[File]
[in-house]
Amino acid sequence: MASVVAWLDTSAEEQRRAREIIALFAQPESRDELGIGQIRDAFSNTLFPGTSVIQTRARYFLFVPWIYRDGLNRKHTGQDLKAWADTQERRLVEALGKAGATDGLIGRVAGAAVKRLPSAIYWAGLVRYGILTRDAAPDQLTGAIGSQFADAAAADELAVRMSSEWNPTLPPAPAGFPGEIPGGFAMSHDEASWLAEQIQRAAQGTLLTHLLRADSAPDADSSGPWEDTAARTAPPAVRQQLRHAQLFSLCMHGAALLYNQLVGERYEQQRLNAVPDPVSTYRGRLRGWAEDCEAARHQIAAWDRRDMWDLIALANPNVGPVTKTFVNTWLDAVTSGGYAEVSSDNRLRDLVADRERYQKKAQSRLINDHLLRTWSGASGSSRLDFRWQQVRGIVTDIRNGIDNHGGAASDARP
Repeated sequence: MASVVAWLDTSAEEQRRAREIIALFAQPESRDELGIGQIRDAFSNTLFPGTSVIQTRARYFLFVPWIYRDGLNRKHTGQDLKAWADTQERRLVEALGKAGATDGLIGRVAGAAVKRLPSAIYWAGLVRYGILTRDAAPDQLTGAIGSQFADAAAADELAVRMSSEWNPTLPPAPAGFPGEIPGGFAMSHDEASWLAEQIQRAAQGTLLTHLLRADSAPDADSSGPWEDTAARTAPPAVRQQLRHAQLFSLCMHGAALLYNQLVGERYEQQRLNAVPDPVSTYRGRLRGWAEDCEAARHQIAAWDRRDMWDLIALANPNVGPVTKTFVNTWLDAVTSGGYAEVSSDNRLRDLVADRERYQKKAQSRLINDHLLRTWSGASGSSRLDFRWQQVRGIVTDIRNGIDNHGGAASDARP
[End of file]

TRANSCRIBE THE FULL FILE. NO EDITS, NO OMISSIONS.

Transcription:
[in-house]
Amino acid sequence: MASVVAWLDTSAEEQRRAREIIALFAQPESRDELGIGQIRDAFSNTLFPGTSVIQTRARYFLFVPWIYRDGLNRKHTGQDLKAWADTQERRLVEALGKAGATDGLIGRVAGAAVKRLPSAIYWAGLVRYGILTRDAAPDQLTGAIGSQFADAAAADELAVRMSSEWNPTLPPAPAGFPGEIPGGFAMSHDEASWLAEQIQRAAQGTLLTHLLRADSAPDADSSGPWEDTAARTAPPAVRQQLRHAQLFSLCMHGAALLYNQLVGERYEQQRLNAVPDPVSTYRGRLRGWAEDCEAARHQIAAWDRRDMWDLIALANPNVGPVTKTFVNTWLDAVTSGGYAEVSSDNRLRDLVADRERYQKKAQSRLINDHLLRTWSGASGSSRLDFRWQQVRGIVTDIRNGIDNHGGAASDARP
Repeated sequence: MASVVAWLDTSAEEQRRAREIIALFAQPESRDELGIGQIRDAFSNTLFPGTSVIQTRARYFLFVPWIYRDGLNRKHTGQDLKAWADTQERRLVEALGKAGATDGLIGRVAGAAVKRLPSAIYWAGLVRYGILTRDAAPDQLTGAIGSQFADAAAADELAVRMSSEWNPTLPPAPAGFPGEIPGGFAMSHDEASWLAEQIQRAAQGTLLTHLLRADSAPDADSSGPWEDTAARTAPPAVRQQLRHAQLFSLCMHGAALLYNQLVGERYEQQRLNAVPDPVSTYRGRLRGWAEDCEAARHQIAAWDRRDMWDLIALANPNVGPVTKTFVNTWLDAVTSGGYAEVSSDNRLRDLVADRERYQKKAQSRLINDHLLRTWSGASGSSRLDFRWQQVRGIVTDIRNGIDNHGGAASDARP